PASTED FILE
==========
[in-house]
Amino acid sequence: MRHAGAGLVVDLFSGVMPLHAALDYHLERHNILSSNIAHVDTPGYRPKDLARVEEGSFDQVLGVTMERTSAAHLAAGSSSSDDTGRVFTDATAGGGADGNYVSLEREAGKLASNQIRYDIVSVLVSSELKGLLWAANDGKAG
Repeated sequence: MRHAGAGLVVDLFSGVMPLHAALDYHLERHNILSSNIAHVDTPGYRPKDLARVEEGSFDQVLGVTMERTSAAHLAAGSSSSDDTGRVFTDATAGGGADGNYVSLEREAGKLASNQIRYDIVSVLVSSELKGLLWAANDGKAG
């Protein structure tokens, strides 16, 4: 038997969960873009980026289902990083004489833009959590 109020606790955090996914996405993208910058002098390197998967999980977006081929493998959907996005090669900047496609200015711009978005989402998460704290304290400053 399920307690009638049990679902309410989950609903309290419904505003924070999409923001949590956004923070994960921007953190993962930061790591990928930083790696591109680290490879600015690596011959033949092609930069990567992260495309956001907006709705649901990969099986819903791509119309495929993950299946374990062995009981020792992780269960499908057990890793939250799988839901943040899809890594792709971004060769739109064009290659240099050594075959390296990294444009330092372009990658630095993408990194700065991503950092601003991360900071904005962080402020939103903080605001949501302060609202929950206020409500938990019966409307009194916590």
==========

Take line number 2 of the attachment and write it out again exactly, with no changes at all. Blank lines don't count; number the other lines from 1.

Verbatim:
Amino acid sequence: MRHAGAGLVVDLFSGVMPLHAALDYHLERHNILSSNIAHVDTPGYRPKDLARVEEGSFDQVLGVTMERTSAAHLAAGSSSSDDTGRVFTDATAGGGADGNYVSLEREAGKLASNQIRYDIVSVLVSSELKGLLWAANDGKAG